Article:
Kraft flexes its muscles in Cadbury fight
KRAFT Foods chairman and chief executive Irene Rosenfeld yesterday hinted the US food giant is ready to get tough in its bid to take over Cadbury, a day after the chocolate maker rejected its initial £10.2bn indicative offer.
Rosenfeld told US analysts in a conference call that Kraft “has been and will continue to be disciplined” in its attempt to buy Cadbury, which owns Britain’s beloved Dairy Milk brand.
She added that the offer of 745p a share for Cadbury, made up of 300p in cash and 0.2589 new Kraft shares, represented “a significant premium for shareholders and well above what they themselves are expected to deliver”.
But analysts recommended the firm ups its offer substantially to secure the support of the Cadbury board.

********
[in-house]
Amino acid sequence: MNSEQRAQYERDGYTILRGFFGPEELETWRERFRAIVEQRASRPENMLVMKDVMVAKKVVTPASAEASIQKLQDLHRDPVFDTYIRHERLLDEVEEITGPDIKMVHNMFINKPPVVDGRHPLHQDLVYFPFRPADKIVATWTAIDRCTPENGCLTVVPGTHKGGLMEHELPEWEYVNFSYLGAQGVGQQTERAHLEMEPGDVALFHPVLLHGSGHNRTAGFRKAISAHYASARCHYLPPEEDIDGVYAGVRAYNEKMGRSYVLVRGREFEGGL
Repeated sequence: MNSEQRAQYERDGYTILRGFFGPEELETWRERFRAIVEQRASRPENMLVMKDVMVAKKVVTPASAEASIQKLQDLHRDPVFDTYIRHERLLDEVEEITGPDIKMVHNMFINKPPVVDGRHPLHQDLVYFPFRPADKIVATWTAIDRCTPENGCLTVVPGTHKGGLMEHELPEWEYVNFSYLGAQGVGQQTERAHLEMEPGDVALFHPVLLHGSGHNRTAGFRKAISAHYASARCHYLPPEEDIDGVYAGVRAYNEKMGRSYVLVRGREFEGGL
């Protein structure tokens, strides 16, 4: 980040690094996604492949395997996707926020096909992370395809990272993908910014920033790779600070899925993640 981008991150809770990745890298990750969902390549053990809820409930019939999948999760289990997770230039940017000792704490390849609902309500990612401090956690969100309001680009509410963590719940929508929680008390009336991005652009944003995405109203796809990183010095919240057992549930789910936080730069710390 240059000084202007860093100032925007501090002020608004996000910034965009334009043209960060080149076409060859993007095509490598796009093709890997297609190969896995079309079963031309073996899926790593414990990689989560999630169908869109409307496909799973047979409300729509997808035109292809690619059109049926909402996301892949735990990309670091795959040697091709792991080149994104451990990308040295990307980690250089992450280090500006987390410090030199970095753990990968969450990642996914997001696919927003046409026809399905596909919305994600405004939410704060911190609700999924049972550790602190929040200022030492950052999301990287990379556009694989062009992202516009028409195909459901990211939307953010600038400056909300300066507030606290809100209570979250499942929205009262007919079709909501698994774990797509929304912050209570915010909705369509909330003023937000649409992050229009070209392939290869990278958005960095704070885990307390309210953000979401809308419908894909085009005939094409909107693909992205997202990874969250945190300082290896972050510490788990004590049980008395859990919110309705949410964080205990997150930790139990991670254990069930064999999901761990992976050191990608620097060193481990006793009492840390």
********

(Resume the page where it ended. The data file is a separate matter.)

“Kraft’s offer for Cadbury is a serious move, but some way short of the knockout blow required to capture what is a trophy asset,” said Martin Deboo, analyst at Investec Securities. “Kraft ought to be willing to sweeten the deal up to circa 875p per share.”
Rosenfeld also stressed the competitive advantages of completing the deal, which would put the combined group on an even footing with Mars after the chocolate giant last year created the world’s largest confectionery group with its $23bn (£13.9bn) purchase of gum specialist Wrigley.
“Given the complexion of the market and the global landscape, we believe it would be difficult for Cadbury to go it alone,” she said.
Kraft shares dipped 5.9 per cent over the course of US trading to close at $26.45.